Taranaki Maori celebrate remarkable leader
Kia ora koutou. By the time this article is published, the 78th annual Pomare Day will have passed, with celebrations at Owae Marae commemorating the life of a remarkable Taranaki leader.
For those of you not familiar with Pomare day, it is a significant event in the Taranaki Maori calendar, recognising the life and work of Sir Maui Pomare (Ngati Mutunga-Ngati Toa) who became the first Maori doctor, and was well known for his efforts to improve Maori health at a pivotal time in Maori history.
He became an influential Member of Parliament, and someone who worked hard to combat the injustice of the Taranaki land confiscations.
Pomare was born at Pahau Pa, close to the site of the present-day Onaero motor camp. The young Pomare was present at Parihaka when armed constabulary invaded the coastal settlement in 1881. He was five years old at the time and lost a toe when his foot was trodden on by one of the constabulary’s horses. That would no doubt have served as a lifetime reminder of the injustice perpetrated against his people and perhaps spurred him on to achieve significant heights. He attended Te Aute college around the same time as other future influential leaders such as Apirana Ngata and his relation Te Rangihiroa (Peter Buck) It was at Te Aute that he became interested in health.
From 1893 Pomare travelled to the United States, where he studied medicine, eventually graduating with an MD in 1899. He returned to Aotearoa in 1900 and was soon after appointed a Maori Health Officer working on nationwide programme to improve Maori health outcomes.
In 1911 Pomare was selected by Taranaki Maori leadership to advance their case for the return of their lands vested in the Public Trustee and perpetually leased since 1892. Over 100 years ago Pomare took up the cause of his tupuna by pressing then Premier Sir Joseph Ward to return of Taranaki Maori land, recognising the value of working your own land.
In a letter to Ward in 1911, Pomare urged the government to overturn perpetual leases and allow Maori the right to use their own land. ‘‘And now we pray that no further leasing of our lands be continued by the Public Trustee, and that our lands now falling due, be returned to us, and that you, Sir Joseph, and the ministers of your Cabinet, will seek some road by which our lands leased by the Public Trustee for all time be returned to us, as we realise that in order to avert extinction we must become active farmers, and not mere rent receivers.’’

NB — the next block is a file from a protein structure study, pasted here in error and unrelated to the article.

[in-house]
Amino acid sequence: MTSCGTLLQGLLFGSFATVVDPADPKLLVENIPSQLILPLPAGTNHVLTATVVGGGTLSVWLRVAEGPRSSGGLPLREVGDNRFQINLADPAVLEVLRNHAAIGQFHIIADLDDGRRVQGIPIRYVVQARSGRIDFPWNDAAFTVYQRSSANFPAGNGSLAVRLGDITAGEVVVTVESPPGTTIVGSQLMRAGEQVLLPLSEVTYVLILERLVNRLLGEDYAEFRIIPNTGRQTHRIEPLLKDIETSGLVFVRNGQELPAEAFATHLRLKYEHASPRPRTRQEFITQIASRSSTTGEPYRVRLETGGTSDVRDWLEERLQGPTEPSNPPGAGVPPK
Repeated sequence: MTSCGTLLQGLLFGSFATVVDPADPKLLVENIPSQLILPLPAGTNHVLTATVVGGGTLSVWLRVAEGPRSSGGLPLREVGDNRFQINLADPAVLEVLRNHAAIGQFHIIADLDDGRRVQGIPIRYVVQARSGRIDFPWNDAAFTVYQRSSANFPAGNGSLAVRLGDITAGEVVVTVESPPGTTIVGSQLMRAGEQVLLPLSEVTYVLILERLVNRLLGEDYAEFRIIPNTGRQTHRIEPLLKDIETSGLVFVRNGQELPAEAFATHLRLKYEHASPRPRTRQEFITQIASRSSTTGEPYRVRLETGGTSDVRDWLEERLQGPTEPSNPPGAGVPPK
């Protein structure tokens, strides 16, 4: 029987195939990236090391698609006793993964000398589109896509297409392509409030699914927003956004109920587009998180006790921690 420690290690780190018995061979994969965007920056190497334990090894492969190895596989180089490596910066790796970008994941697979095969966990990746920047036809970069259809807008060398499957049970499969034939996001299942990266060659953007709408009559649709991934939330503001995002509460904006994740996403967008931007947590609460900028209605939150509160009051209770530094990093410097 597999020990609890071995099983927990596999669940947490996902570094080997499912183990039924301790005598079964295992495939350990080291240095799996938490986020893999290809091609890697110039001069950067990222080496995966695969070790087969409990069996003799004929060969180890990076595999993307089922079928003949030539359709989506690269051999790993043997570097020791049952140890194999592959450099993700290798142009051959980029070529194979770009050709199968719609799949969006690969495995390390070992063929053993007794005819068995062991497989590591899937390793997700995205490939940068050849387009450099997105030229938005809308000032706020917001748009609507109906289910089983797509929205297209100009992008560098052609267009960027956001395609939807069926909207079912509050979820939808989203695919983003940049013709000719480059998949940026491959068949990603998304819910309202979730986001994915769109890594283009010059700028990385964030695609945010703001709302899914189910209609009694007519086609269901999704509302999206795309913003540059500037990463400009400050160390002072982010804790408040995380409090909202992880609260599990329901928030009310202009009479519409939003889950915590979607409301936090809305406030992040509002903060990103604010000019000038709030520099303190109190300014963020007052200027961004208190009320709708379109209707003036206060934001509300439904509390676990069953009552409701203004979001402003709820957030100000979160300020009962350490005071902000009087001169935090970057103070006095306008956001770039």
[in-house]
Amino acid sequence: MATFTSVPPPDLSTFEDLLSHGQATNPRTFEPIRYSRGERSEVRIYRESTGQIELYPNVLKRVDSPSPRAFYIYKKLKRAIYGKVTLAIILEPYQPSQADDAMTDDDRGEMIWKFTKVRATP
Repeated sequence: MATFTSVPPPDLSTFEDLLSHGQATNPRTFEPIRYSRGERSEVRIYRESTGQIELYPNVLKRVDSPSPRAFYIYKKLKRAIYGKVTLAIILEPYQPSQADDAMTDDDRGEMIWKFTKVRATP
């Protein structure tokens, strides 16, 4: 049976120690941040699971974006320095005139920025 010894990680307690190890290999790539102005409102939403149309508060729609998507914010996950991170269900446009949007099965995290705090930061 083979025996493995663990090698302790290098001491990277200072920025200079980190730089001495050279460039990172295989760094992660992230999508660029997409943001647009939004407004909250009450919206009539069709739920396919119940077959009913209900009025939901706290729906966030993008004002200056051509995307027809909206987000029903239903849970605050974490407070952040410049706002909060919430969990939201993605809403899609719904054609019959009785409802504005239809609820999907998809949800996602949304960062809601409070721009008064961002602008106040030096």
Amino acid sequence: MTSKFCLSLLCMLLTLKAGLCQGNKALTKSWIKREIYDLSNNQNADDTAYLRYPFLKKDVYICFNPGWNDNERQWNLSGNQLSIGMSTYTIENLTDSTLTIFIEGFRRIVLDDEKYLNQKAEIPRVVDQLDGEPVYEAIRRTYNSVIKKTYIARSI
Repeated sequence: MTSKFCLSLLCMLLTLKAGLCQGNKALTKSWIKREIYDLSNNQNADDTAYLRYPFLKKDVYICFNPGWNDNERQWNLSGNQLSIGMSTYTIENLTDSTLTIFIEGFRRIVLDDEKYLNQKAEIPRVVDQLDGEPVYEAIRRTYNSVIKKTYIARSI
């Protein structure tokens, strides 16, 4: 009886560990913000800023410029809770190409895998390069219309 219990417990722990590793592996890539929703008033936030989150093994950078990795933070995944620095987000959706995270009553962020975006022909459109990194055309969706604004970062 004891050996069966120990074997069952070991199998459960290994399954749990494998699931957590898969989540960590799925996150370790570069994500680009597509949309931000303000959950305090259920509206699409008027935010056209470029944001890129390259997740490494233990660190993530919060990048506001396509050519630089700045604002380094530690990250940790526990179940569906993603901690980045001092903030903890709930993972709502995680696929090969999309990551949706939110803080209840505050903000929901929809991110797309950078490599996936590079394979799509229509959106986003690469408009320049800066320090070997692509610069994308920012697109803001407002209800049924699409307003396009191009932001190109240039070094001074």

This work elevated Pomare into a political sphere and he was elected to Parliament in 1911 as an independent member for Western Maori, before joining the Reform Party in 1912. He was appointed a member of Cabinet before becoming Minister for the Cook Islands in 1916 and eventually Minister of Health in 1923.
Although he had been unsuccessful at bringing the perpetual leases to an end in 1911, he continued to push for justice in regard to the Taranaki Maori land confiscations. His efforts, along with those of Sir Apirana Ngata, resulted in the establishment of the Royal Commission on Maori Land Confiscations in 1926.
This historic inquiry – known as the Sim Commission, and its subsequent report, found that the government’s prosecution of the war against Taranaki Maori in 1860 had been wrong and the confiscations unjustified. The commission, chaired by Supreme Court Judge William Sim, recommended an annual payment of £5000 to a board set up to represent Taranaki Maori – an entity which became the Taranaki Maori Trust Board.
Pomare was knighted in 1922 and his contribution to Taranaki Maori was significant. While he was ultimately unsuccessful at overturning the perpetual leases, his work and vision contributed to the eventual foundation of organisations such as Parininihi ki Waitotara Incorporation.
His work establishing the Sim Commission brought public accountability for the Crown’s wrongful confiscation of Taranaki Maori land, and provided evidence for later generations which resulted in the modern-day settlements. These achievements alone are noteworthy, but without doubt his most important and enduring legacy was the contribution to modern Maori health which he, along with people like Ngata and Te Rangihiroa brought about through changes that improved Maori infant mortality rates and arresting the decline of the Maori population.
For me, Pomare stands as one example of the true greatness that lies within Taranaki Maori and the annual celebration of his life continues to provide Taranaki Maori with inspiration and opportunity to affirm connections with one another.